When the grandfather took the stand, he characterized the 2009 incident leading to his arrest for domestic violence as a “misunderstanding” that occurred while he was drinking alcohol and had “restrained” his wife. He had sought counseling with his pastor and had otherwise been clean and sober for eight to ten years. He had completed a drug program while incarcerated in 2003. The grandfather was willing to adopt the minor if necessary, but did not know what would happen with the parents and thought M.L. might return to them if they “got themselves straight.”
F. Denial of Criminal Records Exemption and Separation of Grandparents
In October 2010, while the hearing on the section 387 petition was ongoing, the Agency advised the court that grandfather's request for a criminal records exemption had been denied. The grandparents' sought to challenge this decision as an abuse of discretion, and the court asked the Agency to produce the personnel involved in the exemption process at the next hearing. The Agency objected to the court's review of its denial of the exemption, arguing that the grandparents' were required to exhaust their administrative remedies before seeking judicial review of that decision. The court indicated that it would conduct the review and would not require a section 388 petition to review the Agency's placement decision.
In December 2010, counsel advised the court that the grandfather had moved out of his home so that the grandmother could obtain custody of M.L. Counsel stated that grandfather was withdrawing his request for placement, though he would still want custody of M.L. if the exemption were ultimately granted. The Agency, joined by minor's counsel, asked the court to grant the section 387 petition based on grandfather's nonexempt criminal history. The court, finding that grandfather had not been “dragging his feet at all,” stated that the exemption process had been handled “extremely poorly.” It continued the hearing on the section 387 petition, with the section 366.26 hearing to trail.
G. Removal of M.L. From First Foster Home
On December 21, 2010, M.L. was removed from the home of her foster mother and moved to the home of nonrelative extended family member (the godmother of one of her sisters). The reason for the move was the Agency's concern that the foster mother had been fabricating the medical symptoms of another child in her care. In a January 2011 hearing on the move from the first foster home, the court was highly critical of the Agency's delay in notifying the court and minor's counsel of these concerns, which had arisen before the previous status hearing in M.L.'s case.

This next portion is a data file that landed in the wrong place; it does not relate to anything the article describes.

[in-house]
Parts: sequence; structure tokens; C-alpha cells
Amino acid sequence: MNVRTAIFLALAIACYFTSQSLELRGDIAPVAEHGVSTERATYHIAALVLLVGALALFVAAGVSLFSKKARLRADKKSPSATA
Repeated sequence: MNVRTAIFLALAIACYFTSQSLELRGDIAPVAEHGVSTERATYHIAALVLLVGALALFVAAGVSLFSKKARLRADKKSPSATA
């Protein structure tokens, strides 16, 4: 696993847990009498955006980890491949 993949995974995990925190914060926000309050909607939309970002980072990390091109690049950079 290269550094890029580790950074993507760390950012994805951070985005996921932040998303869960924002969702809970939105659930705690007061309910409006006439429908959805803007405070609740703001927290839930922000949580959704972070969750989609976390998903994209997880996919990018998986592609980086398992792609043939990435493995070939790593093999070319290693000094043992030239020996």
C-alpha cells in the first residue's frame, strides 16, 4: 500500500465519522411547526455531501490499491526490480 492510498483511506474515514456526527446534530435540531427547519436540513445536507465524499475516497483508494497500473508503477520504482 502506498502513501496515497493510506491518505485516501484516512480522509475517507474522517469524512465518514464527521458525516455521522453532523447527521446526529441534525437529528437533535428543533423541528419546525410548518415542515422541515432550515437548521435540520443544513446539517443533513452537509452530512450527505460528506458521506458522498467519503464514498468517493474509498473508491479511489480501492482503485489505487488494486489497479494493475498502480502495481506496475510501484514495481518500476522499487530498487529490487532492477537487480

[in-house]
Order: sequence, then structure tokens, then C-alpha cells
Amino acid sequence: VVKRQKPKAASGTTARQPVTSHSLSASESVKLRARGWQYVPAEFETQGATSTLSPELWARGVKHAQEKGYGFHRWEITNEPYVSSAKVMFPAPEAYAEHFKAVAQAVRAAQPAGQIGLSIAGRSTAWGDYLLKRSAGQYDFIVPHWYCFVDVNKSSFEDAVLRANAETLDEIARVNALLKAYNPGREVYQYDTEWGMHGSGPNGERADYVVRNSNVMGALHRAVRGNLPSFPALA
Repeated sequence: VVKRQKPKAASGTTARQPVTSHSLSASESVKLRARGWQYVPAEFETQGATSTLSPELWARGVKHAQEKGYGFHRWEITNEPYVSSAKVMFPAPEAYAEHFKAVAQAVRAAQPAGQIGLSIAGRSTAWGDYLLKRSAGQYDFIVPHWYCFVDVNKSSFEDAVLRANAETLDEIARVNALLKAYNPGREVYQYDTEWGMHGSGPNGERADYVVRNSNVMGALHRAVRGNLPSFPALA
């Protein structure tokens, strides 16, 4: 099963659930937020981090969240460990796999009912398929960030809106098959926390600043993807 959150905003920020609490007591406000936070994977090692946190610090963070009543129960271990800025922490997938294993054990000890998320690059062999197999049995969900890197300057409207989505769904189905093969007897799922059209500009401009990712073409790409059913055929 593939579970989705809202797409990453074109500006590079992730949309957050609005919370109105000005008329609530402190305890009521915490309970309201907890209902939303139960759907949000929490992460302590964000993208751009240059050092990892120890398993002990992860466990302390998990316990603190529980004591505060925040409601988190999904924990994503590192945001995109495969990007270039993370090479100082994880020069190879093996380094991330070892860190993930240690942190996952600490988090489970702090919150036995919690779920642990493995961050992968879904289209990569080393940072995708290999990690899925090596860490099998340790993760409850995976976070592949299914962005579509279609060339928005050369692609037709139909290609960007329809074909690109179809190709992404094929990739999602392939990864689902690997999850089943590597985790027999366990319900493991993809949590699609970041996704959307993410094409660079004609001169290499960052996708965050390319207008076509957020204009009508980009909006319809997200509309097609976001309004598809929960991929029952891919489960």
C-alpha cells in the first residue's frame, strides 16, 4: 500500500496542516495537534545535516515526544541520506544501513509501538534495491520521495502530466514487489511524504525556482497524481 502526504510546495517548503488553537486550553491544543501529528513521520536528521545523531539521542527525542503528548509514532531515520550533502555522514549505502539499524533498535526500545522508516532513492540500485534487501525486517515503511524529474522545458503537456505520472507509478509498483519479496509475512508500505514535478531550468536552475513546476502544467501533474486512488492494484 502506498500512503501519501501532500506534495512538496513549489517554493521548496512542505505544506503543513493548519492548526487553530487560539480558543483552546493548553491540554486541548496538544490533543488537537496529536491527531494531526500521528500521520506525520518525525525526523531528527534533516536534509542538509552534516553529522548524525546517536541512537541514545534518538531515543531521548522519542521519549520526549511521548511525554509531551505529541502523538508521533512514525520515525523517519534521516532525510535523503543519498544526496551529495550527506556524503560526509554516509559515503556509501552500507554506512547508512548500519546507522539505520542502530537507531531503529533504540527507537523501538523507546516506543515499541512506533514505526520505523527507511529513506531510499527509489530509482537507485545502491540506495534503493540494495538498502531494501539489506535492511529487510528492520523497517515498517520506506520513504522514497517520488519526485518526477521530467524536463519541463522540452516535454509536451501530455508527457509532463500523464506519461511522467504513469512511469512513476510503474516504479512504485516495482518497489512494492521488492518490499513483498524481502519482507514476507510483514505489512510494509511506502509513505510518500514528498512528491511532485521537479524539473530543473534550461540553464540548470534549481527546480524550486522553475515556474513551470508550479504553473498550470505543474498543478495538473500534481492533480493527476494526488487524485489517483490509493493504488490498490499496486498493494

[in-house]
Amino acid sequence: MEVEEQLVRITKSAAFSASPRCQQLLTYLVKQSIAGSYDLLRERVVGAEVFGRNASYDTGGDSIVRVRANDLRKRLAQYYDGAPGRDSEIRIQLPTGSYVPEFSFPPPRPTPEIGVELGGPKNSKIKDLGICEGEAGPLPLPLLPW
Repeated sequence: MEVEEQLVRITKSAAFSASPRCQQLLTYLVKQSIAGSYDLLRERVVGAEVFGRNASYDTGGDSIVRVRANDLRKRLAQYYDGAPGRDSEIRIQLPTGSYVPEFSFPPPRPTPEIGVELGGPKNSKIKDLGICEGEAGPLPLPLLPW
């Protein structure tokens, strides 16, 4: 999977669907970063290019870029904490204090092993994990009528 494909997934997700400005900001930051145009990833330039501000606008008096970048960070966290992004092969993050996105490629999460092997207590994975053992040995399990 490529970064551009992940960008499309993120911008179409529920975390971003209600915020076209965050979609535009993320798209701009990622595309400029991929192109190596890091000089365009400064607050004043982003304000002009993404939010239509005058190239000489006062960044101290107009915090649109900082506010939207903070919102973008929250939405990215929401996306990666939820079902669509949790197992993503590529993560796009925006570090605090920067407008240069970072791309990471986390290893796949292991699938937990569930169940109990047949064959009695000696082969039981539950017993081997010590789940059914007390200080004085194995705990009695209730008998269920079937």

H. Further Proceedings on section 387 Petition
In a hearing held March 1, 2011, minor's counsel advised the court that M.L. was doing well in her placement with the second foster mother. Minor's counsel asked the court to rule on the section 387 petition, indicating that while she did not agree with the Agency's process, removal from the grandparents' home had been the correct result and it was not in M.L.'s best interest to delay the proceedings. The court declined to rule on the section 387 petition, and stated that it would allow additional time for investigation. Minor's counsel advised the court that if the evidence on the section 387 petition were being reopened, she would want the court to consider whether M.L. had received appropriate development care in the grandparents' home, given that M.L. had later been found eligible for regional center services 6 but had not been evaluated while in the grandparents' care.
The continued hearing on the section 387 petition commenced on April 15, 2011 and continued until August 2011. Representing the Agency, County Counsel noted that while the evidence to date had been different than that alleged in the initial petition, the concerns about the grandparents as caretakers was still the same. Counsel submitted a memo proposing that the court amend the section 387 petition to conform to proof by alleging that the grandfather had not obtained an exemption for his criminal history and appeared to still live in the home; that the grandmother appeared unstable and had panic attacks; and that the grandparents had minimized or denied an incident of domestic violence that occurred in February 2009, while M.L. was living in the home. Minor's counsel agreed that the section 387 petition should be sustained, stating that everyone involved in the case had dropped the ball by initially placing M.L. with her grandparents.